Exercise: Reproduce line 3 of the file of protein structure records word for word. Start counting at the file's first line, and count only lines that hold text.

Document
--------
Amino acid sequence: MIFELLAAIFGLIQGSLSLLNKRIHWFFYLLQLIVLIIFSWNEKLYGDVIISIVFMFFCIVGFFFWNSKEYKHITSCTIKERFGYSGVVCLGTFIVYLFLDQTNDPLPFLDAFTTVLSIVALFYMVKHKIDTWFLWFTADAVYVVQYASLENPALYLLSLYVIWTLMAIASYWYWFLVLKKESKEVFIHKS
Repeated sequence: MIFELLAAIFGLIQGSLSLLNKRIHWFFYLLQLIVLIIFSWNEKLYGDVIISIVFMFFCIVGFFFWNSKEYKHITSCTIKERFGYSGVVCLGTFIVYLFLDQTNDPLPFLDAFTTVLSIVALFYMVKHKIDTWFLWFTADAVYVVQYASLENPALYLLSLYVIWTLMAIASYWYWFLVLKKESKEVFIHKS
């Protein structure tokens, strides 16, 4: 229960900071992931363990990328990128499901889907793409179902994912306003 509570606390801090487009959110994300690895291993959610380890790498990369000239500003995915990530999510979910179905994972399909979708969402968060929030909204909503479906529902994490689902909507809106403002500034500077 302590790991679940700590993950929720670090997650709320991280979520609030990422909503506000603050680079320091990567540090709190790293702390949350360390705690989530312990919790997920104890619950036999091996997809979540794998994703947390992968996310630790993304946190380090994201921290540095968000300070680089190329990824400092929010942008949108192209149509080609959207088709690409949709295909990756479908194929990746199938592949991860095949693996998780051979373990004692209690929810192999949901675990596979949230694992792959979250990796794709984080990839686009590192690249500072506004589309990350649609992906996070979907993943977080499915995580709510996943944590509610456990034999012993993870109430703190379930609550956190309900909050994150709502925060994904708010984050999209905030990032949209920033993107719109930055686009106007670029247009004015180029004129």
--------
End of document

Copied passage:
């Protein structure tokens, strides 16, 4: 229960900071992931363990990328990128499901889907793409179902994912306003 509570606390801090487009959110994300690895291993959610380890790498990369000239500003995915990530999510979910179905994972399909979708969402968060929030909204909503479906529902994490689902909507809106403002500034500077 302590790991679940700590993950929720670090997650709320991280979520609030990422909503506000603050680079320091990567540090709190790293702390949350360390705690989530312990919790997920104890619950036999091996997809979540794998994703947390992968996310630790993304946190380090994201921290540095968000300070680089190329990824400092929010942008949108192209149509080609959207088709690409949709295909990756479908194929990746199938592949991860095949693996998780051979373990004692209690929810192999949901675990596979949230694992792959979250990796794709984080990839686009590192690249500072506004589309990350649609992906996070979907993943977080499915995580709510996943944590509610456990034999012993993870109430703190379930609550956190309900909050994150709502925060994904708010984050999209905030990032949209920033993107719109930055686009106007670029247009004015180029004129």